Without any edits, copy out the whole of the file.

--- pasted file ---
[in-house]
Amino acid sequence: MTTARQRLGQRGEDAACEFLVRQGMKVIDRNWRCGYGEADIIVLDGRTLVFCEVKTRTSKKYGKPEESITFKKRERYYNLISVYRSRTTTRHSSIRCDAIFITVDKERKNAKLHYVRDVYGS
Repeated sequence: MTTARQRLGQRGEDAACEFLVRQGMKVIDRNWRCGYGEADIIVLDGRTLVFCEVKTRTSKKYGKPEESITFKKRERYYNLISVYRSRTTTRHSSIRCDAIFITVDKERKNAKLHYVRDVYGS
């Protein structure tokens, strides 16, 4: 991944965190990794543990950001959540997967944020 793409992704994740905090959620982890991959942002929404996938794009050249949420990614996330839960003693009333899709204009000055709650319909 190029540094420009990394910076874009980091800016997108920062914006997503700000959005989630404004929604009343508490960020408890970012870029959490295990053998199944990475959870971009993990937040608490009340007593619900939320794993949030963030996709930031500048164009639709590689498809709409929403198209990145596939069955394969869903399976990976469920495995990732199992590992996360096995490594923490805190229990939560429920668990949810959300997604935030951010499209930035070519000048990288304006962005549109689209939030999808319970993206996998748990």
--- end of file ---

[in-house]
Amino acid sequence: MTTARQRLGQRGEDAACEFLVRQGMKVIDRNWRCGYGEADIIVLDGRTLVFCEVKTRTSKKYGKPEESITFKKRERYYNLISVYRSRTTTRHSSIRCDAIFITVDKERKNAKLHYVRDVYGS
Repeated sequence: MTTARQRLGQRGEDAACEFLVRQGMKVIDRNWRCGYGEADIIVLDGRTLVFCEVKTRTSKKYGKPEESITFKKRERYYNLISVYRSRTTTRHSSIRCDAIFITVDKERKNAKLHYVRDVYGS
């Protein structure tokens, strides 16, 4: 991944965190990794543990950001959540997967944020 793409992704994740905090959620982890991959942002929404996938794009050249949420990614996330839960003693009333899709204009000055709650319909 190029540094420009990394910076874009980091800016997108920062914006997503700000959005989630404004929604009343508490960020408890970012870029959490295990053998199944990475959870971009993990937040608490009340007593619900939320794993949030963030996709930031500048164009639709590689498809709409929403198209990145596939069955394969869903399976990976469920495995990732199992590992996360096995490594923490805190229990939560429920668990949810959300997604935030951010499209930035070519000048990288304006962005549109689209939030999808319970993206996998748990």